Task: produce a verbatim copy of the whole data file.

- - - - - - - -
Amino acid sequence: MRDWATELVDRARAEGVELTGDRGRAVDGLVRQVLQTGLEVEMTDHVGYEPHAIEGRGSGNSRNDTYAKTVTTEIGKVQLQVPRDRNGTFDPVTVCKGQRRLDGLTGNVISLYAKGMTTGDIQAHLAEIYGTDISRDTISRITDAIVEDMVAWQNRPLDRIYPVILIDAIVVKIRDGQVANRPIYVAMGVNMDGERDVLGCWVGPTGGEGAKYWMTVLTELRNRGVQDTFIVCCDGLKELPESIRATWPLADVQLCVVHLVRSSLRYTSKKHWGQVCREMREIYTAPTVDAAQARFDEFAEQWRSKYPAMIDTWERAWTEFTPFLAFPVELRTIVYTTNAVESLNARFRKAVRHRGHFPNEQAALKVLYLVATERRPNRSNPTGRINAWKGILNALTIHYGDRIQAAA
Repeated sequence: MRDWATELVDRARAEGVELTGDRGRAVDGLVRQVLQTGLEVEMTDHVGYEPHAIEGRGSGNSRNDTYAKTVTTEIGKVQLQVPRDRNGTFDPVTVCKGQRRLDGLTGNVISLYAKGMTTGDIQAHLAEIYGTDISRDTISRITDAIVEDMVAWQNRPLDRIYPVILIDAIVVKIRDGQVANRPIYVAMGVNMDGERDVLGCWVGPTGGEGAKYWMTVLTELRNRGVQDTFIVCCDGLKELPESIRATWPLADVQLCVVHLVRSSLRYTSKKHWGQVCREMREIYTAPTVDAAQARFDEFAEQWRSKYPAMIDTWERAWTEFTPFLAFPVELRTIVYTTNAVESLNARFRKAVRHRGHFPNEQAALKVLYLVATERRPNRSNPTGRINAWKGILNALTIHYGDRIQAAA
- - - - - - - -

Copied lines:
Amino acid sequence: MRDWATELVDRARAEGVELTGDRGRAVDGLVRQVLQTGLEVEMTDHVGYEPHAIEGRGSGNSRNDTYAKTVTTEIGKVQLQVPRDRNGTFDPVTVCKGQRRLDGLTGNVISLYAKGMTTGDIQAHLAEIYGTDISRDTISRITDAIVEDMVAWQNRPLDRIYPVILIDAIVVKIRDGQVANRPIYVAMGVNMDGERDVLGCWVGPTGGEGAKYWMTVLTELRNRGVQDTFIVCCDGLKELPESIRATWPLADVQLCVVHLVRSSLRYTSKKHWGQVCREMREIYTAPTVDAAQARFDEFAEQWRSKYPAMIDTWERAWTEFTPFLAFPVELRTIVYTTNAVESLNARFRKAVRHRGHFPNEQAALKVLYLVATERRPNRSNPTGRINAWKGILNALTIHYGDRIQAAA
Repeated sequence: MRDWATELVDRARAEGVELTGDRGRAVDGLVRQVLQTGLEVEMTDHVGYEPHAIEGRGSGNSRNDTYAKTVTTEIGKVQLQVPRDRNGTFDPVTVCKGQRRLDGLTGNVISLYAKGMTTGDIQAHLAEIYGTDISRDTISRITDAIVEDMVAWQNRPLDRIYPVILIDAIVVKIRDGQVANRPIYVAMGVNMDGERDVLGCWVGPTGGEGAKYWMTVLTELRNRGVQDTFIVCCDGLKELPESIRATWPLADVQLCVVHLVRSSLRYTSKKHWGQVCREMREIYTAPTVDAAQARFDEFAEQWRSKYPAMIDTWERAWTEFTPFLAFPVELRTIVYTTNAVESLNARFRKAVRHRGHFPNEQAALKVLYLVATERRPNRSNPTGRINAWKGILNALTIHYGDRIQAAA